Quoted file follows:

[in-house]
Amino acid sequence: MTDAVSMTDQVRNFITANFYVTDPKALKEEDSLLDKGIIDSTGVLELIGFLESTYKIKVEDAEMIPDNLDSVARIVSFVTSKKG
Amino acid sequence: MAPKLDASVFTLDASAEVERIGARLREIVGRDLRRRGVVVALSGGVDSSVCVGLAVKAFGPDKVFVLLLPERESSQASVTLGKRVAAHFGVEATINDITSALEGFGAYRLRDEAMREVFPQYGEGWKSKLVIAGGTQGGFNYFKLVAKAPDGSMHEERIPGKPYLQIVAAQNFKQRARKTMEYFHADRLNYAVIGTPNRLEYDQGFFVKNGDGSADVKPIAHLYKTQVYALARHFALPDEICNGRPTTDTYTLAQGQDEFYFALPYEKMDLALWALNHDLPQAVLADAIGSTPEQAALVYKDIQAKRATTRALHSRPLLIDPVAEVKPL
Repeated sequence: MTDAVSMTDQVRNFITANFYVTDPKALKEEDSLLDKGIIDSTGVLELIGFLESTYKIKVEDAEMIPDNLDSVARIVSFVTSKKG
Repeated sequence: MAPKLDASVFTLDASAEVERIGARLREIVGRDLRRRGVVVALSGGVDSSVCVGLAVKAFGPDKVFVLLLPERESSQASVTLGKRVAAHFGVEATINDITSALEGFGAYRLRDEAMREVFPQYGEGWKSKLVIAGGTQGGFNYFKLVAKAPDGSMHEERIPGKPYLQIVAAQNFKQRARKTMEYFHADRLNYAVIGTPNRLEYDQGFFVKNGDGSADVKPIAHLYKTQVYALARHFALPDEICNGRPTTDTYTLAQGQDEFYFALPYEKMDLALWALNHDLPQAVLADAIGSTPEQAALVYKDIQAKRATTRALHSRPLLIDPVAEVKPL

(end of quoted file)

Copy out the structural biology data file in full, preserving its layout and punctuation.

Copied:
[in-house]
Amino acid sequence: MTDAVSMTDQVRNFITANFYVTDPKALKEEDSLLDKGIIDSTGVLELIGFLESTYKIKVEDAEMIPDNLDSVARIVSFVTSKKG
Amino acid sequence: MAPKLDASVFTLDASAEVERIGARLREIVGRDLRRRGVVVALSGGVDSSVCVGLAVKAFGPDKVFVLLLPERESSQASVTLGKRVAAHFGVEATINDITSALEGFGAYRLRDEAMREVFPQYGEGWKSKLVIAGGTQGGFNYFKLVAKAPDGSMHEERIPGKPYLQIVAAQNFKQRARKTMEYFHADRLNYAVIGTPNRLEYDQGFFVKNGDGSADVKPIAHLYKTQVYALARHFALPDEICNGRPTTDTYTLAQGQDEFYFALPYEKMDLALWALNHDLPQAVLADAIGSTPEQAALVYKDIQAKRATTRALHSRPLLIDPVAEVKPL
Repeated sequence: MTDAVSMTDQVRNFITANFYVTDPKALKEEDSLLDKGIIDSTGVLELIGFLESTYKIKVEDAEMIPDNLDSVARIVSFVTSKKG
Repeated sequence: MAPKLDASVFTLDASAEVERIGARLREIVGRDLRRRGVVVALSGGVDSSVCVGLAVKAFGPDKVFVLLLPERESSQASVTLGKRVAAHFGVEATINDITSALEGFGAYRLRDEAMREVFPQYGEGWKSKLVIAGGTQGGFNYFKLVAKAPDGSMHEERIPGKPYLQIVAAQNFKQRARKTMEYFHADRLNYAVIGTPNRLEYDQGFFVKNGDGSADVKPIAHLYKTQVYALARHFALPDEICNGRPTTDTYTLAQGQDEFYFALPYEKMDLALWALNHDLPQAVLADAIGSTPEQAALVYKDIQAKRATTRALHSRPLLIDPVAEVKPL